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Fantasy Baseball Category Analysis: Week 1 (2021)

Apr 1, 2021

The season is finally upon us! Let all fantasy managers and stat geeks rejoice as today marks the first day of a beautiful adventure. Everyone’s fantasy team is tied for first, and for some, it may be the last time.

I apologize for that, but it’s the truth. Someone has to win after all, and now that you’ve drafted, it’ll be the moves you make throughout the season that will make all the difference. Well, have no fear. I will be here to help you along the way and assist with all the twists and turns, injuries and busts, bumps and bruises, and anything else thrown your way all season long.

I’ll be combing the waiver wire weekly to find the best available and undervalued players to help out specifically in any of the main 10 categories. I will be focusing on players who will contribute to a specific category and are currently owned in less than 50 percent of Yahoo leagues.

With more than a handful of players who can ultimately fit into these parameters (especially at the beginning of the season), the selections will be open to debate. However, my main focus will be on players whose ownership will likely shoot up over the next few weeks and probably won’t be available by week’s end.

I’ll be putting out a similar piece every week so follow me as we venture through the season and make sure to check back often if you lack in one or two statistical categories.

These players are owned in less than half of all Yahoo leagues, and for some of them, it’s a crime. These guys’ good deeds on the field have continued to go unnoticed and deserve your attention now! If your draft ended with your roster deficient in any of the standard categories, then look no further than these ten players (one for every category) to help you kick off the 2021 season.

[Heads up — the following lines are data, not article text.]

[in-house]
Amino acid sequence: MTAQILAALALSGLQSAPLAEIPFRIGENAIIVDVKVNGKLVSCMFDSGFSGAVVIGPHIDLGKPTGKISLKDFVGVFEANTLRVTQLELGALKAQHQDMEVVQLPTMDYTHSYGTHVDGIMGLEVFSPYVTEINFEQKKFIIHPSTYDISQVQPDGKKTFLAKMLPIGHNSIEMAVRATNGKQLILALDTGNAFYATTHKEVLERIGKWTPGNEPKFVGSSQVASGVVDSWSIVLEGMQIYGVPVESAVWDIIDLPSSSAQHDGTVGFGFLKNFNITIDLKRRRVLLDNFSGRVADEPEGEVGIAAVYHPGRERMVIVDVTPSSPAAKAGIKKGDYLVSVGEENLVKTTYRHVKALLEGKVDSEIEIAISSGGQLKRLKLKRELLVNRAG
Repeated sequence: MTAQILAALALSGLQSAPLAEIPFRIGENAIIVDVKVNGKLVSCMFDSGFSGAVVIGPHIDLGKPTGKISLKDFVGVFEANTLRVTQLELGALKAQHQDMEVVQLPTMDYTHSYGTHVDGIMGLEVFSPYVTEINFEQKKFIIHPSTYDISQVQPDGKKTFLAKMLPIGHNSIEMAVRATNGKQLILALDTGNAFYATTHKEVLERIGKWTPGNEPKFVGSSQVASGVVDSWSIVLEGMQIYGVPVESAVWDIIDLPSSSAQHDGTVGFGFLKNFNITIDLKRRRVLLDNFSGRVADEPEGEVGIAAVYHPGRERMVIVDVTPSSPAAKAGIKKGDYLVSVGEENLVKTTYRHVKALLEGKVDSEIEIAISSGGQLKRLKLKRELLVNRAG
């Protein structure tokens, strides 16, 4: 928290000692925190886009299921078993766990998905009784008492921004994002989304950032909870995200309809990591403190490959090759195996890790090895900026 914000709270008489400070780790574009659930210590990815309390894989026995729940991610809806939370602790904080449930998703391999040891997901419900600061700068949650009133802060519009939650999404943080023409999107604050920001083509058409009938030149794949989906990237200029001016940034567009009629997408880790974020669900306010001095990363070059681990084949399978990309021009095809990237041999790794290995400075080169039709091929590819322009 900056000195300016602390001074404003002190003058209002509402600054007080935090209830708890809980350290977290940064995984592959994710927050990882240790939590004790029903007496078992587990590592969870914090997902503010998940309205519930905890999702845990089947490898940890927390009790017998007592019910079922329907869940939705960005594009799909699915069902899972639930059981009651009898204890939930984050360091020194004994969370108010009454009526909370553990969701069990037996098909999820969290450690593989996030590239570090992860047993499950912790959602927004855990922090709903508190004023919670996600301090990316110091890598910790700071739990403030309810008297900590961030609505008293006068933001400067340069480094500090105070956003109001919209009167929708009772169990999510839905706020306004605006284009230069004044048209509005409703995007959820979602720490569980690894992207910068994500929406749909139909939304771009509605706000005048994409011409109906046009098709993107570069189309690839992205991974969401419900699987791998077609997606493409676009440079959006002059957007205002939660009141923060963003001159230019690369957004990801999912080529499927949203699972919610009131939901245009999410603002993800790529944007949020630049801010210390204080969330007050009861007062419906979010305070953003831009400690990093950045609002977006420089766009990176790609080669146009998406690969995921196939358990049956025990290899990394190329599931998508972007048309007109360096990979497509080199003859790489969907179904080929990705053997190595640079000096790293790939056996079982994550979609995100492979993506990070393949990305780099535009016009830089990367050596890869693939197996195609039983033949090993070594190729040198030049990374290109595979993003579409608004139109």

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Home Runs

Bobby Dalbec (1B – BOS) – 48%
Mr. Dalbec was a force to be reckoned with this Spring. MLB put out a side-by-side video comparing Dalbec’s swing to Mike Trout’s, and they looked eerily similar. After smashing eight home runs in only 80 at-bats last season, the 6’4″, 227 lb first baseman crushed seven homers this Spring. He projects as an everyday player in the Sox lineup and should plant plenty of souvenirs atop the Green Monster.

RBIs

Brian Anderson (3B/OF – MIA) – 42%
Anderson led the Marlins last season in RBIs with 38. He’ll bat in the middle of the order again, with players like Starling Marte (.340 OBP) and Jesus Aguilar (.352 OBP) hitting in front of him. He’s even capable of knocking out 20+ home runs. His batting average may hover around .260, but he should be owned in the majority of leagues.

Runs

Brandon Nimmo (OF – NYM) – 28%
This one was a toss-up between Raimel Tapia (29%) and Nimmo, but considering the supporting cast and the track record, I went with Nimmo. The Mets leadoff hitter has cemented himself as one of the highest OBP players in the major leagues. With a career on-base percentage of .390 and the exceptional lineup behind him, Nimmo could score 100 runs if he stays healthy. He’ll contribute a few homers and steals as well and is well worth a roster spot.

Stolen Bases

Myles Straw (SS/OF – HOU) – 23%